Everyone has back pain at some point, whether due to poor posture, heavy lifting, a spinal condition present a birth, or an exercise-related injury.
While other triggers for back pain may not be as easy to prevent, poor posture is a relatively easy fix.
Harvard Medical School suggests how:
- By imagining good posture, you can help create it. Imagine a straight line passing through your body from ceiling to floor (the ears, shoulders, hips, knees, and ankles line up vertically).
- Sit up straight with hands resting on your thighs. Keep your shoulders down and your chin level. Slowly draw your shoulders back and squeeze your shoulder blades together. Hold for a count of five; relax. Repeat three or four times.
- Stand facing a corner with your arms raised, hands flat against the walls, elbows at shoulder height. Place one foot ahead of the other. Bending your forward knee, exhale as you lean your body toward the corner. Keep your back straight and your chest and head up. Hold this position for about 30 seconds. Relax.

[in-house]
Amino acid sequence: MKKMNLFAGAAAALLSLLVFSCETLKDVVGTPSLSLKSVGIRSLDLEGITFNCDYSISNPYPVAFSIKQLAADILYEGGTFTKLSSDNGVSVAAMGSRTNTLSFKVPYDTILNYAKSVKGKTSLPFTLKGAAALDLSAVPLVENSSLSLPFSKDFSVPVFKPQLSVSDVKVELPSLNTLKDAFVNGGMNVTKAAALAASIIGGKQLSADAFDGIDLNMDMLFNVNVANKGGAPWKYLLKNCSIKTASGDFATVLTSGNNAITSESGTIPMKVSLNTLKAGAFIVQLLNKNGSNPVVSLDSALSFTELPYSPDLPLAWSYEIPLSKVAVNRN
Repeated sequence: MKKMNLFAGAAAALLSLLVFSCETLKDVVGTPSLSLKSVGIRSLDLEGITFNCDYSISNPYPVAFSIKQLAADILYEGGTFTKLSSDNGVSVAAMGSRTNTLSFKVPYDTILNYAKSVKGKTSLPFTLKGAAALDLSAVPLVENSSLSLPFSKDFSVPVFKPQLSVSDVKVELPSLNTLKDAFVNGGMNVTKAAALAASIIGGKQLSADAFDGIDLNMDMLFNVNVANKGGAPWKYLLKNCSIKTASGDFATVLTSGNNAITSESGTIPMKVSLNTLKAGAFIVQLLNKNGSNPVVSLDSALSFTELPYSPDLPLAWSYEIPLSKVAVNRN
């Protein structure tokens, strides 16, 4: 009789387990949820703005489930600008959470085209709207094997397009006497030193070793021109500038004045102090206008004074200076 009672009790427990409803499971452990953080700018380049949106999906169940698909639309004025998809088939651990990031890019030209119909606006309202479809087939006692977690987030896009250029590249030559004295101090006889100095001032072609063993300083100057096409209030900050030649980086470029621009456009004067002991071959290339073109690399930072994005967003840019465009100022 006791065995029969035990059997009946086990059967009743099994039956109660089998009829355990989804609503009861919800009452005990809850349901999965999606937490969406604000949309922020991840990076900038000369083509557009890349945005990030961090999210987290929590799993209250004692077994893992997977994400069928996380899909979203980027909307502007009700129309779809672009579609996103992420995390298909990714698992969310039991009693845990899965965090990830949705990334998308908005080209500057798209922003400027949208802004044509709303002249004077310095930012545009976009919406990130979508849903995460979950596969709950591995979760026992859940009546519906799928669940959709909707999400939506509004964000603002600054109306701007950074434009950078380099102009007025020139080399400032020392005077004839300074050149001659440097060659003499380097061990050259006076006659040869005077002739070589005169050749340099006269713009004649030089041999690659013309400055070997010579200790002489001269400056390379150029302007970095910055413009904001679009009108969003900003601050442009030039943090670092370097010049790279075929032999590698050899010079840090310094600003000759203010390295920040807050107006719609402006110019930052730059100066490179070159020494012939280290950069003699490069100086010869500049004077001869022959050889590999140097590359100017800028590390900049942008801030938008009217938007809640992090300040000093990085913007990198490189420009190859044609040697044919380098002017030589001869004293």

- Raise your right arm to shoulder level in front of you and bend the arm at the elbow, keeping the forearm parallel to the floor. Grasp the right elbow with your left hand and gently pull it across your chest so you feel a stretch in the upper arm and shoulder on the right side. Hold for 20 seconds; relax both arms. Repeat three times on each side.